The chicken wire is unlike the hardware cloth which is known to be tougher and withstand even the fiercest attempt by raccoons to get access to your coop. Remember when we said raccoons will attempt to dig below fences or obstacles?
Well, you’ll need to bury your hardware cloth protection at least 2 to 4 feet deep around your coop. In extreme cases, you can go all out by covering the roof of your coop with your hardware cloth to keep raccoons out.
Keeping a Trained Dog
A trained dog is stressed here because the untrained one is likely to join in on the feast. Trained dogs are known to be effective and vigilant to any unusual activity that may signify the presence of predators.
Raccoons are also afraid of large trained dogs and will keep their distance from your coop.
Making Your Surroundings Unattractive
Apart from chickens, raccoons are also attracted to human dwellings when there’s a sign of an easy meal. Such easy meals are found in garbage cans, pet food left outside, and tree seeds lying around. Bird feeders also serve to attract raccoons.
All of these conditions make your surroundings attractive. You’ll need to get rid of them or use reinforcements to keep out raccoons.
Eliminate all signs of an easy meal. This includes closing your garbage cans tightly, taking in pet food at night, and reinforcing bird feeders to make them raccoon-proof. You’ll also need to clean fallen tree seeds as often as possible.
Locking Your Chickens At Night
Whether you allow your chickens to roam at night or use a coop, you’ll need to move them in and lock them at night.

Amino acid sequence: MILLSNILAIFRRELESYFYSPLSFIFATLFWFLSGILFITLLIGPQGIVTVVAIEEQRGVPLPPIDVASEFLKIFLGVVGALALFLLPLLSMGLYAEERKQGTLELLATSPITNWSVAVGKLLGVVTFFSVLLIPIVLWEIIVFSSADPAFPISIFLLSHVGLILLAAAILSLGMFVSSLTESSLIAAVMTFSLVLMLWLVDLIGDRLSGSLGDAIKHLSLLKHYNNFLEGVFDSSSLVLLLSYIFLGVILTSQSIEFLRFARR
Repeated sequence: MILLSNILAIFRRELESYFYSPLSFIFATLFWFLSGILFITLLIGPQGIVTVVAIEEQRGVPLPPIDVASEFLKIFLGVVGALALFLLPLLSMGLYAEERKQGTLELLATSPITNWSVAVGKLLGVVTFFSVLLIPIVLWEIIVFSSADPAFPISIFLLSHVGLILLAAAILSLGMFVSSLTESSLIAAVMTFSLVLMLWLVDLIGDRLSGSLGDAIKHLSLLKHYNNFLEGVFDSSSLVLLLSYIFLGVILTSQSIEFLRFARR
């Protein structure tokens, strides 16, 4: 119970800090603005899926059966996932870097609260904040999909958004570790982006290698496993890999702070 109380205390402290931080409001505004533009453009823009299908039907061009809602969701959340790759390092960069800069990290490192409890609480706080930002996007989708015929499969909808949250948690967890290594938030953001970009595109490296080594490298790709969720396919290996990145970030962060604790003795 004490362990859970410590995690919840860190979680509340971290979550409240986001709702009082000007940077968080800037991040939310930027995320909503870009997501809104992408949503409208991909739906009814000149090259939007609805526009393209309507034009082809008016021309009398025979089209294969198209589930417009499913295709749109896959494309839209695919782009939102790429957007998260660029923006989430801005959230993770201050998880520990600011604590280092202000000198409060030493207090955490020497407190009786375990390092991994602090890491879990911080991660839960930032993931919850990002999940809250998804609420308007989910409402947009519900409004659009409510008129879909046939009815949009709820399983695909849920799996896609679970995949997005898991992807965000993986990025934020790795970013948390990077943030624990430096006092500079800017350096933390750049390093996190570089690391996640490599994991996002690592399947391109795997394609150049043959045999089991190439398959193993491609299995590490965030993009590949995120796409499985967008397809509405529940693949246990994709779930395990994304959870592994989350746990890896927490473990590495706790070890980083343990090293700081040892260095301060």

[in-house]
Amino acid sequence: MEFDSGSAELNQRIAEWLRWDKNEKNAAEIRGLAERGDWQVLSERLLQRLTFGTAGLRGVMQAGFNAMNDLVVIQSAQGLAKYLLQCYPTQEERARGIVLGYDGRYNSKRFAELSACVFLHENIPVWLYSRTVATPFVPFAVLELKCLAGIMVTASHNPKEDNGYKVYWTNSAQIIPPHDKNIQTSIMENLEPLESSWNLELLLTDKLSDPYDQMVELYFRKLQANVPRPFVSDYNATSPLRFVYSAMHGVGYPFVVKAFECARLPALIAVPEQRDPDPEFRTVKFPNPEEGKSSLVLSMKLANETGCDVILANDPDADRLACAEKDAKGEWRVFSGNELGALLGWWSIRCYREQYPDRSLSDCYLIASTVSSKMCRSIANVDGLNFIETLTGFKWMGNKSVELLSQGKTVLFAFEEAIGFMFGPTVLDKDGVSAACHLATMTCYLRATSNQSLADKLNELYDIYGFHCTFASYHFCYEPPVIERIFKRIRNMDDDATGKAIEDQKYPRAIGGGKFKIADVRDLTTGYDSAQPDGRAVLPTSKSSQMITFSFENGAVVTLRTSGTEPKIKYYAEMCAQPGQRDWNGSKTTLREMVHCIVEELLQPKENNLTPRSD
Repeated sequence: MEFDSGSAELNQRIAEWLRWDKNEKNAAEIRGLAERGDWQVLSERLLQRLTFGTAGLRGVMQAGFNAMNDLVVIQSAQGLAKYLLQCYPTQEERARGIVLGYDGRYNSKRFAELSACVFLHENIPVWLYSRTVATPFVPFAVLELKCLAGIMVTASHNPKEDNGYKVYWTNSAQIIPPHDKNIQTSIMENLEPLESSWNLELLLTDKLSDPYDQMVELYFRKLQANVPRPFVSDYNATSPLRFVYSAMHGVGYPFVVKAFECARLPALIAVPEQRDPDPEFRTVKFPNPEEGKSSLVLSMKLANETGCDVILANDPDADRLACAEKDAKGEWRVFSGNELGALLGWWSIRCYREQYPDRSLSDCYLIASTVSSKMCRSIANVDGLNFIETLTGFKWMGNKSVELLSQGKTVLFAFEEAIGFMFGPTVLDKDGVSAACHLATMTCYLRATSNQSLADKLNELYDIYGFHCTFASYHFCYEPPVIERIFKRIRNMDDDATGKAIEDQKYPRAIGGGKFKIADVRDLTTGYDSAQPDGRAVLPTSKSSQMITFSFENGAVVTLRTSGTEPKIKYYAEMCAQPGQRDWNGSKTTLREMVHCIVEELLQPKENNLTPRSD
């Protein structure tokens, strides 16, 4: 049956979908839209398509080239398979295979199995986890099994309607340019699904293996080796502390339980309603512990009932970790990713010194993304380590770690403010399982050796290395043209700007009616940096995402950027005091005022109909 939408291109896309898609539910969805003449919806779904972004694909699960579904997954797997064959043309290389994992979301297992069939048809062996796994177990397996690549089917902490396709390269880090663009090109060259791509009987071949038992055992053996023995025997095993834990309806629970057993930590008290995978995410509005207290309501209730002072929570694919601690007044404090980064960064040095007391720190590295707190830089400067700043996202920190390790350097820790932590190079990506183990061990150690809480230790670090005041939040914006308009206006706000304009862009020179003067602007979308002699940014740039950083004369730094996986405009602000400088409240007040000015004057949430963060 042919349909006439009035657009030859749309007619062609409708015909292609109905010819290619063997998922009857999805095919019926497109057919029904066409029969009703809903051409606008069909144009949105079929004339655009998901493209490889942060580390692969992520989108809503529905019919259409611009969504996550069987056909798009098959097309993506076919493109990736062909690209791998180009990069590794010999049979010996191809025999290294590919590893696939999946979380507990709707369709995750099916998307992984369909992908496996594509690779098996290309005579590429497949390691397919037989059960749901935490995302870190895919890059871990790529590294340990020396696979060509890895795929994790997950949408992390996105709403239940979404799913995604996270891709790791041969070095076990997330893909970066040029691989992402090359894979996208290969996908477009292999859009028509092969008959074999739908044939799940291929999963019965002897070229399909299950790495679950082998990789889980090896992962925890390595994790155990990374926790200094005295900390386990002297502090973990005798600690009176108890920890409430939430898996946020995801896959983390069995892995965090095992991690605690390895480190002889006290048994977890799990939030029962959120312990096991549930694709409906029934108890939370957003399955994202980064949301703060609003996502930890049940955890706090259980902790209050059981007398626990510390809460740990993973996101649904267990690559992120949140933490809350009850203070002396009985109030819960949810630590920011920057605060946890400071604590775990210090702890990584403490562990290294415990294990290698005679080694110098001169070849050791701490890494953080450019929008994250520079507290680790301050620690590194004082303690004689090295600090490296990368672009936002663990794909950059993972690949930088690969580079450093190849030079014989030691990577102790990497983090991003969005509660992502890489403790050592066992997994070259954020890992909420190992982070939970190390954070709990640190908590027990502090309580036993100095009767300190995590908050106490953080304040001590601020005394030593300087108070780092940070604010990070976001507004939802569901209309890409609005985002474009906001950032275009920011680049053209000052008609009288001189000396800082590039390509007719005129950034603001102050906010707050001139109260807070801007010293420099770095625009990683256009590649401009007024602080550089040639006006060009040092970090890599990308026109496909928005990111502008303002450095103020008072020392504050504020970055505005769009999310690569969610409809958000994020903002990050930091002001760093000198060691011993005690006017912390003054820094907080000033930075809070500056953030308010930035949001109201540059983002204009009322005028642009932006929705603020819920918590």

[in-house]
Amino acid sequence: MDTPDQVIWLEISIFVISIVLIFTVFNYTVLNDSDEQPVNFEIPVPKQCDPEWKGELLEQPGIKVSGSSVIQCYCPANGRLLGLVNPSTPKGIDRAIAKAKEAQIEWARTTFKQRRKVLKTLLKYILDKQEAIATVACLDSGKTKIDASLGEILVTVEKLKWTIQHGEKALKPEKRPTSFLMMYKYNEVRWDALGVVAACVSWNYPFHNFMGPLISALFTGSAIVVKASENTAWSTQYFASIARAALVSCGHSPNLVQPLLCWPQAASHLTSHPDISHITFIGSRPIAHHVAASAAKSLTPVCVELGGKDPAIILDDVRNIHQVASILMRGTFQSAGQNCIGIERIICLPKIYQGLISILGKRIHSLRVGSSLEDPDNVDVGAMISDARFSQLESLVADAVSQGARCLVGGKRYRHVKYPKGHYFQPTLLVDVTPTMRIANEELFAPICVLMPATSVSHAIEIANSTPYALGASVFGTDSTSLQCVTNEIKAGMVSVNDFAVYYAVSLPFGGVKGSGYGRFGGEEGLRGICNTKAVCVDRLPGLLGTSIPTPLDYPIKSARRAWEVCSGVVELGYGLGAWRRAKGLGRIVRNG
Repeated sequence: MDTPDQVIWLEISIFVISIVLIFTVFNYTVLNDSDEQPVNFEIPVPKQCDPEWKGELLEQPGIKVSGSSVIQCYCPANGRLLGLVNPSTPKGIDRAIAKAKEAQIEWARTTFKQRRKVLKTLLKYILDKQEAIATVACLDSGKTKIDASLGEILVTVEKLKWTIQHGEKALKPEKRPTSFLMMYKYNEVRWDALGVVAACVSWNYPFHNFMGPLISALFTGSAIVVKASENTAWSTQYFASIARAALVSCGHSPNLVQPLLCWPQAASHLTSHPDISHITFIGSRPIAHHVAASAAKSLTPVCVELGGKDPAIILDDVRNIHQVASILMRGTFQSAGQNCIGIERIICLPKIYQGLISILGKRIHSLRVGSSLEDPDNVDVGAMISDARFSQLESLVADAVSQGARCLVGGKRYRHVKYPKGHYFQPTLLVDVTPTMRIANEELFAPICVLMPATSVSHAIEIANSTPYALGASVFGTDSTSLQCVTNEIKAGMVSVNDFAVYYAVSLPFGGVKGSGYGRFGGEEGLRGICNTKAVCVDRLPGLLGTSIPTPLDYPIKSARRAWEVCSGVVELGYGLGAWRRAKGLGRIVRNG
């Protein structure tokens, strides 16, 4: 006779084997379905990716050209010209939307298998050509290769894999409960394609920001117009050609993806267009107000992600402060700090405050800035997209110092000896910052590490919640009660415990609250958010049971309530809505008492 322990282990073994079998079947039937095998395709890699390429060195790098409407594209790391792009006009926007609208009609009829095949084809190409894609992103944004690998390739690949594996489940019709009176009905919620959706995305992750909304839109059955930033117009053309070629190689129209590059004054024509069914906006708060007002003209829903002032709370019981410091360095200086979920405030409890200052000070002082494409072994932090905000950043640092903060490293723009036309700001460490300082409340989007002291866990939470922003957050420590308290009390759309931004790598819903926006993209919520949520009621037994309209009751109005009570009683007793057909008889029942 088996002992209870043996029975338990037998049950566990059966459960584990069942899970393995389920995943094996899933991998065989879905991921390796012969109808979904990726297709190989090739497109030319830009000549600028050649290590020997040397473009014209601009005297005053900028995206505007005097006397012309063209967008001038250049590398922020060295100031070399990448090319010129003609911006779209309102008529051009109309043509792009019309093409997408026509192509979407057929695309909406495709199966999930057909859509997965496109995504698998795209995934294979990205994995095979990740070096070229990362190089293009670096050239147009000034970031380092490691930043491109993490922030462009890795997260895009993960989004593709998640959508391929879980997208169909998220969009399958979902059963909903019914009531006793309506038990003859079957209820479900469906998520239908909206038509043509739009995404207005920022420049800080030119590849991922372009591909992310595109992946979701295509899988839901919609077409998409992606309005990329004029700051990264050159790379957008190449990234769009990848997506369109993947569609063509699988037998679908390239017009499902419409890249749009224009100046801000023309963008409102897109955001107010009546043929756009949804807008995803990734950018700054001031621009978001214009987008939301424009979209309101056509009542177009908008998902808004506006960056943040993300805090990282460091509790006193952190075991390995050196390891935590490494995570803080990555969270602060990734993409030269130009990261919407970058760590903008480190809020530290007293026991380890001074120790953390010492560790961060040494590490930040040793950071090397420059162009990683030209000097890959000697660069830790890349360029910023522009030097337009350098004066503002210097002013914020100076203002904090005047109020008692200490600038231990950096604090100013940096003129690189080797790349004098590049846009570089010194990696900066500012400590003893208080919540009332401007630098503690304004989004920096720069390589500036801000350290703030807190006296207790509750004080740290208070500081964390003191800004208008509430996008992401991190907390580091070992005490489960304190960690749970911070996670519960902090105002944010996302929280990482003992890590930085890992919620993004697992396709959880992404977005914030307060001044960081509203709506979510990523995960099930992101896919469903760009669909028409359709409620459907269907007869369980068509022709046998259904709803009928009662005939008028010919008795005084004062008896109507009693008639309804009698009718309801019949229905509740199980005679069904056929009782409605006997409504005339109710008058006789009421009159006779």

Not securing your doors and other entry points serve as an open invitation to raccoons for a feast.
Producing Loud Noises
This method, though effective can become a problem for neighbors. People might get irritated when such noise is produced. In the absence of that, producing loud noise helps to scare raccoons away as they feel unsafe.
Another option you can choose from involves using ultrasonic devices to scare raccoons away. This solves the problem of disturbance to neighbors as only animals can listen to its frequency. Note that ultrasonic devices can be distressing to your pets.
Creating Increased Visibility Around Coop
Chicken predators such as raccoons love the cover. They hunt better when there are hiding spots such as grasses or other obstacles that hinder visibility. As such, it’s best to clear such obstacles to enhance visibility.
That way, raccoons find your coop uninviting.
Surrounding Your Yard with Unpleasant Odor
Raccoons are known to hate certain odors.
Some of the most common and most hated odors by raccoons include cayenne pepper, garlic, ammonia, and onions. You can create a repellent using any of these. Spray around your yard to keep raccoons at bay.
Installing Motion-Sensor Lights & Flashing Lights
Motion sensor lights and flashing lights achieve the same purpose. They scare raccoons away. Motion sensor lights are triggered when raccoons step into unwanted territory.
So far, we’ve been able to establish the fact that raccoons do eat chickens. While this is true, there are ways to keep these chicken predators out of your yard or surroundings. These too have been listed above.